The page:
India showed just why no one was writing them off even after they had spent two-and-a-half months in Australia without a win. They might not be the strongest team in the field, but on big days in limited-overs cricket they stay calmer than most. In a match to potentially decide who finishes top of their group, India sat back and saw South Africa work themselves up into a frenzy, get too funky and wilt under the weight of their own mistakes. This was India’s first win over South Africa in a World Cup match.
If at all, India like going old school on big days. Shikhar Dhawan and Virat Kohli began slowly, made sure India had a solid platform before they began to accelerate. Dhawan went on to score his first century in three months spent in Australia – his personal best and also the highest scoreagainst South Africa in a World Cup match. Kohli fell for 46, but Ajinkya Rahane scored 79 off 60 to help Dhawan along. India kept the defence simple too: bowl as few bad balls as possible, and once again under pressure South Africa imploded.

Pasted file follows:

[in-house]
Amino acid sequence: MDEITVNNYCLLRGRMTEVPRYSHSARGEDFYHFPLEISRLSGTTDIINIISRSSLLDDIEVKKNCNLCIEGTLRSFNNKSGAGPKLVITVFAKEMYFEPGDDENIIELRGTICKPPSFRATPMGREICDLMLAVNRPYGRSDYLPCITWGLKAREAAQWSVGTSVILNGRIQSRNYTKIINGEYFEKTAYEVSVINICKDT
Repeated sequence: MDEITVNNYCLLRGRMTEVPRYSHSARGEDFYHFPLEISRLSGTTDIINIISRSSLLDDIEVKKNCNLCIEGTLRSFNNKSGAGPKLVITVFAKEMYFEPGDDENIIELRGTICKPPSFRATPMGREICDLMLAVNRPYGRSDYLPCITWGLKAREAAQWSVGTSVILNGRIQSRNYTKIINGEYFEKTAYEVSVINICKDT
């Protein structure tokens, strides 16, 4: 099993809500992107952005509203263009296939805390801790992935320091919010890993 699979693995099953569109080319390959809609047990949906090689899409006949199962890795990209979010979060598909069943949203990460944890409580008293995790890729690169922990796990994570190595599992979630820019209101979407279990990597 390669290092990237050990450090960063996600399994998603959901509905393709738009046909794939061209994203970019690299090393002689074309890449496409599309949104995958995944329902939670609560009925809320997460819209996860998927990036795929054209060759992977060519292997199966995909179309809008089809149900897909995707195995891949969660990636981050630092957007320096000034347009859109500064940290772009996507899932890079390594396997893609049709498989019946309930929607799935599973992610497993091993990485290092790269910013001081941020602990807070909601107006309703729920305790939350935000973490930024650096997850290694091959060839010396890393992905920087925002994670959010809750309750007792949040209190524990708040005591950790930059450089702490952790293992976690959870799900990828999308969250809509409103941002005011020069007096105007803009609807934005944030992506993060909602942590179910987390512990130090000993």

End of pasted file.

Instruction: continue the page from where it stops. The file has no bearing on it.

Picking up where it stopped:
The execution of both the plans from India was spot on, but that had a lot to do with how simple the plans and preparation were. South Africa called in Gary Kirsten and Michael Hussey for consultation, they picked an extra bowler in Wayne Parnell, they used spinners in unconventional parts of the innings, but the anxiety showed the most in the fielding. Hashim Amla dropped Dhawan on 53, but anxiety was never more apparent in their trigger-happiness with unnecessary throws at the stumps and fumbles on the ground. It’s hard to remember when South Africa last fielded so badly.
It started much better, though. AB de Villiers sent Rohit Sharma back for a duck with a direct hit from extra cover. India deserve all the credit for not panicking when Dale Steyn was bowling well along with Vernon Philander. It took them 14 overs to reach four an over for the first time, but South Africa looked the more anxious team. Philander had walked off with a hamstring injury, Morne Morkel had begun ordinarily, and Parnell – who would register the worst figures for a South African in a World Cup match – was going to be targeted.
Dhawan and Kohli attacked South Africa with proper attacking shots, and not scoops and reverses. They added 127 in 24.2 overs with Kohli taking the back seat to Dhawan’s positive approach. It could have gone better for South Africa. Dhawan had looked in good touch in reaching 53 off 73, Kohli had just about got over a slow start, but South Africa were offered an opportunity to halt the assault. Dhawan cut Parnell to the right of Amla at point, a regulation catch by modern standards, Amla got both hands to it, but dropped it.